Friday, 1st February 2019, will be a red letter day for Qatar football after the national team managed to land their first ever Asian Cup title on the back of a scintillating 3-1 win over Japan in the final.
It highlights Qatar's elevation as one of the heavyweights of Asian football and sends a message to those who decried the awarding of the 2022 World Cup to the Middle-East country on the grounds that the nation had little to no footballing history.
However, that is not the case. The Supreme Committee for Delivery & Legacy (SC), the organsiation responsible for delivering the infrastructure for the 2022 World Cup, has showcased Qatar's history in football at the 'Legacy Pavillion' in Doha's Al Bidda Tower.
It narrates the story of Qatar through football, from the sport’s early days in the Middle-Eastern nation to the SC’s preparations to host the showpiece event in 2022.
However, after this victory over Japan, Qatar and SC need not look to the past to show the world their footballing history. They can go into the 2022 World Cup as the champions of Asia, holding their heads deservedly high.
That's not all. They came third in the AFC U23 Championship in 2018 and had participated in the 2015 FIFA U20 World Cup. And now they are the Asian champions. That certainly proves Qatar's credentials for a spot in the World Cup on merit alone, let alone the privilege of being the hosts.
Qatar have invested shrewdly and heavily in the national team and it has worked. The exposure they have received in addition to world-class training facilities have certainly made their mark.
Players like Asian Cup golden boot winner Almoez Ali, Akram Afif, Tarek Salman and Saad Al Sheeb (named the best goalkeeper of the tournament) are all products of a well-executed vision by the Qatar Football Association (QFA).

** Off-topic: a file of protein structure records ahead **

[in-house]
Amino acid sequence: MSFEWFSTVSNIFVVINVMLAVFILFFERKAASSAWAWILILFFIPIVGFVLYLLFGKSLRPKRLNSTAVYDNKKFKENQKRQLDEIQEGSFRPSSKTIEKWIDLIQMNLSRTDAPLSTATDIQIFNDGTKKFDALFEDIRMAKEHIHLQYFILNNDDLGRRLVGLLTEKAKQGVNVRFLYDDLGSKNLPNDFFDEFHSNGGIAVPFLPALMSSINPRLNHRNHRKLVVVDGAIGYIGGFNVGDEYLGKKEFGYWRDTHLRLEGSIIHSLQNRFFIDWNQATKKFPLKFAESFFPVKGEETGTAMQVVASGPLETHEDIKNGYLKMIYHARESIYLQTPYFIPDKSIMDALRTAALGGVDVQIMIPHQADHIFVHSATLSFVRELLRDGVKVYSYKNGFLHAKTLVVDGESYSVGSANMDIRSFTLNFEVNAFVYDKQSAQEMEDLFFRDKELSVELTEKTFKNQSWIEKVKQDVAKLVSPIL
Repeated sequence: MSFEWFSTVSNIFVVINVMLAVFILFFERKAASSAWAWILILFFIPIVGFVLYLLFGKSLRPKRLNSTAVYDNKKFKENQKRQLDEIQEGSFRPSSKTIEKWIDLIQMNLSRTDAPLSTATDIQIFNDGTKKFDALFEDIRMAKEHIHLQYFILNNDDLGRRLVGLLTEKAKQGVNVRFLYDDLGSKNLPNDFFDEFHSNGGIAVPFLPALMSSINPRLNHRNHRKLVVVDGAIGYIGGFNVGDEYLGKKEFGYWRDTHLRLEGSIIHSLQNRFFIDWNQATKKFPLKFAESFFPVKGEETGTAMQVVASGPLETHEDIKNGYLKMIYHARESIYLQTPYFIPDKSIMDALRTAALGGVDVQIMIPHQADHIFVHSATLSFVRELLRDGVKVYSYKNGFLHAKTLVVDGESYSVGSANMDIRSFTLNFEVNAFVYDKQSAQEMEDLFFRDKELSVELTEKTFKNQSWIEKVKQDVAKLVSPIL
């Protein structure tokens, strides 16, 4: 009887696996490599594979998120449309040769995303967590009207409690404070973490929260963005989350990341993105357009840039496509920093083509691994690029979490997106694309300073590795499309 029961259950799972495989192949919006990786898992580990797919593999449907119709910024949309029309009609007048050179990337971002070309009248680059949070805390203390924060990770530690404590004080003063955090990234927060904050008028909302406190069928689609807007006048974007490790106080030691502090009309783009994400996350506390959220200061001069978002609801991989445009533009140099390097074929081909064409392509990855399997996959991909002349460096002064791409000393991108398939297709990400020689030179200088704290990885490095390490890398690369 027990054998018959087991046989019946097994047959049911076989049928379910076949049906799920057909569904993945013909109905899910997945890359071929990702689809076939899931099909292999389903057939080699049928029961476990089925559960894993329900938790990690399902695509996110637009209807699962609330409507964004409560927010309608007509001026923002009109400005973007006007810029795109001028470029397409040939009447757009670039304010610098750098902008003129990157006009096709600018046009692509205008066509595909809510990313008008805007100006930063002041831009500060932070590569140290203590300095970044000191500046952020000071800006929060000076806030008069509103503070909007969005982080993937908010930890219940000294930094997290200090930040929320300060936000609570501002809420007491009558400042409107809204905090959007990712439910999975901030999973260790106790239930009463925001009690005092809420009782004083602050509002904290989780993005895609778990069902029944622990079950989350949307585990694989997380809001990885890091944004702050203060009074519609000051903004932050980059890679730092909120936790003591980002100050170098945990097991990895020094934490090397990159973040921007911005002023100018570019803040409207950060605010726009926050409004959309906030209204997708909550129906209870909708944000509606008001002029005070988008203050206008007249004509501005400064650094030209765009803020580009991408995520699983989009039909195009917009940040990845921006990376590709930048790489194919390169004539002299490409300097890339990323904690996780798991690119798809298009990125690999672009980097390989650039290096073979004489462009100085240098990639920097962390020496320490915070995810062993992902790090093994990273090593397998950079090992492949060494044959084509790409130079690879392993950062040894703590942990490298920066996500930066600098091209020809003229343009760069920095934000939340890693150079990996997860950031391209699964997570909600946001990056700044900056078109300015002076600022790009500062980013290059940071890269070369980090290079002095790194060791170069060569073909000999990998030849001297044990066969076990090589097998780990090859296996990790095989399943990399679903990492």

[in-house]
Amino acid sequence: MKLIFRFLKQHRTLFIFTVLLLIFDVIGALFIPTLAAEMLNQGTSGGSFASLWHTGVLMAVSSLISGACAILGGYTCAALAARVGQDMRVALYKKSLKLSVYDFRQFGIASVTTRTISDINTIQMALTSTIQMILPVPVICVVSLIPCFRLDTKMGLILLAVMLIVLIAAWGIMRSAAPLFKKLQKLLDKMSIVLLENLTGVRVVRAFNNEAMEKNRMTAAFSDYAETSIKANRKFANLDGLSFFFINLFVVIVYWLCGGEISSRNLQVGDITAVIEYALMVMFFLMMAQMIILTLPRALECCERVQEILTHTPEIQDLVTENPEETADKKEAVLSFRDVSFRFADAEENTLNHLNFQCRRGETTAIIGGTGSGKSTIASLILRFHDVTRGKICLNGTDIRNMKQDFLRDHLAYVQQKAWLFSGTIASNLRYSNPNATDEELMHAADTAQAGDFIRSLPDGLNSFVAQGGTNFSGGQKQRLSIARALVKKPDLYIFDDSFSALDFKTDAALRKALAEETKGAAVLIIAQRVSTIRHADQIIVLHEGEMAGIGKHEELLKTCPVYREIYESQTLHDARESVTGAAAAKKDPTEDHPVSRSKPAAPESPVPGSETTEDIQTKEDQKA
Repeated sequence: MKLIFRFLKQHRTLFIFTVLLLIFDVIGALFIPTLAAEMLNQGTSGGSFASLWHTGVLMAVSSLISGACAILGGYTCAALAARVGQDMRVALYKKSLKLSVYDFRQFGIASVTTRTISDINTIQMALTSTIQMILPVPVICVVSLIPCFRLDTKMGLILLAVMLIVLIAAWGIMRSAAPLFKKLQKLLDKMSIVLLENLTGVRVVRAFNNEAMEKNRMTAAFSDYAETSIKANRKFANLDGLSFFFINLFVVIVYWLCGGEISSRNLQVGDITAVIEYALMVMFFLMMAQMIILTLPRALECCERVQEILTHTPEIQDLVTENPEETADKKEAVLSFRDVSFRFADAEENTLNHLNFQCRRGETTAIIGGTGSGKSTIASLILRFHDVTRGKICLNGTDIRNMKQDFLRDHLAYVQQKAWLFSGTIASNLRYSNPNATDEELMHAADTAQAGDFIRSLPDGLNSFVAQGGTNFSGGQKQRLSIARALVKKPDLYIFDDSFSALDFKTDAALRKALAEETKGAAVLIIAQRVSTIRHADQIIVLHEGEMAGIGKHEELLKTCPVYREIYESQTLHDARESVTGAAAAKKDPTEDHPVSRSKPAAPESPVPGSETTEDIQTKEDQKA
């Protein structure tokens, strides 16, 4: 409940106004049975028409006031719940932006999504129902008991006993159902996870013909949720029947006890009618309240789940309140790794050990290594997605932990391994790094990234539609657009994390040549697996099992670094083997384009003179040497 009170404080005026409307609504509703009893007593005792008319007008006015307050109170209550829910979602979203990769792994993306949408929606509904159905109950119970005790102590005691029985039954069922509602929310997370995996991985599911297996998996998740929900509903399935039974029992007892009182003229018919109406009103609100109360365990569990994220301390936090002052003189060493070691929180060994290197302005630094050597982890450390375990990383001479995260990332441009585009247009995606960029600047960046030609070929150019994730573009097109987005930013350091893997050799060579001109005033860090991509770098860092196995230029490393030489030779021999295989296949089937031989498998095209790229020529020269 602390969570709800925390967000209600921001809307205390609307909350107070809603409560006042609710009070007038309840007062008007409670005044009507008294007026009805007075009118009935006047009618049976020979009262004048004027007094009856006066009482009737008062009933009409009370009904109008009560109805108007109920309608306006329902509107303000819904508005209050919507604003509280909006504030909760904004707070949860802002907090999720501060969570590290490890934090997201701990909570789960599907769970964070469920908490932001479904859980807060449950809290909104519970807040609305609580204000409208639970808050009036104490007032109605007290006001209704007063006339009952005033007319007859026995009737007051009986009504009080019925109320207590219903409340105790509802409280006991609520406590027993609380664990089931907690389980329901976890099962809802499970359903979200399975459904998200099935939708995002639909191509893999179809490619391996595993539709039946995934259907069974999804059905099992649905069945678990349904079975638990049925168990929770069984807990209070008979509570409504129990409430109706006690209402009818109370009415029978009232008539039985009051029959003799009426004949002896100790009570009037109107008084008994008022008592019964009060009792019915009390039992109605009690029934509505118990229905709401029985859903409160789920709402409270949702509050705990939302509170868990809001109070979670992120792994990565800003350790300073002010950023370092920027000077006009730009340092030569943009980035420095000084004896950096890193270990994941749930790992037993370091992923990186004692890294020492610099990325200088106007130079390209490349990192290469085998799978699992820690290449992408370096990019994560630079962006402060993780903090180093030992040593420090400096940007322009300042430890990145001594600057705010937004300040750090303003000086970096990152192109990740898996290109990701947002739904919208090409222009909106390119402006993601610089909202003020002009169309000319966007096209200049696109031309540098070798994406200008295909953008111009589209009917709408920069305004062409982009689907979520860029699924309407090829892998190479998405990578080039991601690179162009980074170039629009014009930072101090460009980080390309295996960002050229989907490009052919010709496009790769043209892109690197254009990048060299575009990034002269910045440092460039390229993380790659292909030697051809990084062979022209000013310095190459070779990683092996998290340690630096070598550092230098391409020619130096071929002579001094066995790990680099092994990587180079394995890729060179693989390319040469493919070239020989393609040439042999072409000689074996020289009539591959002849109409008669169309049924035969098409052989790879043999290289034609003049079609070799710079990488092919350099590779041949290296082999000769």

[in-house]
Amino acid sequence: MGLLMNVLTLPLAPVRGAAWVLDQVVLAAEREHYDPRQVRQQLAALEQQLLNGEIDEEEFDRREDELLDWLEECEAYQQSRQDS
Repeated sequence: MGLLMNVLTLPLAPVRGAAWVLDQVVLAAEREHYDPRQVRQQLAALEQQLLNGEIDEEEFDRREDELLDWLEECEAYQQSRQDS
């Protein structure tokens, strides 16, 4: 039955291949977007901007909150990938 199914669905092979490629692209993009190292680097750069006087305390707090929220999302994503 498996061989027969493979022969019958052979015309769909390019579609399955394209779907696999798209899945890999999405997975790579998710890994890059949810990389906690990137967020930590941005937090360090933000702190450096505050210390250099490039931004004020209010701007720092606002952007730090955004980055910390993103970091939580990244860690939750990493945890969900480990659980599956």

One only has to look at Qatar's performances in the tournament to realise that fact. It might seem as if Qatar punched above their weight to win the tournament. But a team does not consistently beat top Asian teams like Saudi Arabia, Iraq, South Korea, UAE and Japan with luck. It requires a well-drilled team oozing with ability and confidence.
This was no upset from Qatar. They won all their games and scored a whopping 18 goals in seven matches, while conceding just the solitary goal (Japan's consolation in the final). These are mind-boggling numbers!
The mentality of the team also deserves praise. Not once during the tournament have they flinched. They seemed unaffected by the hostile environment against UAE in the semifinals and when Japan ramped the pressure in the final at 2-1, they held their nerves and got a third goal.
No doubt that Qatar have proved a point in UAE and they could rise as high as 55th in the next edition of the FIFA rankings. The core of the squad is still very young and if they keep at this, this bunch of players can compete with the best teams at the World Cup.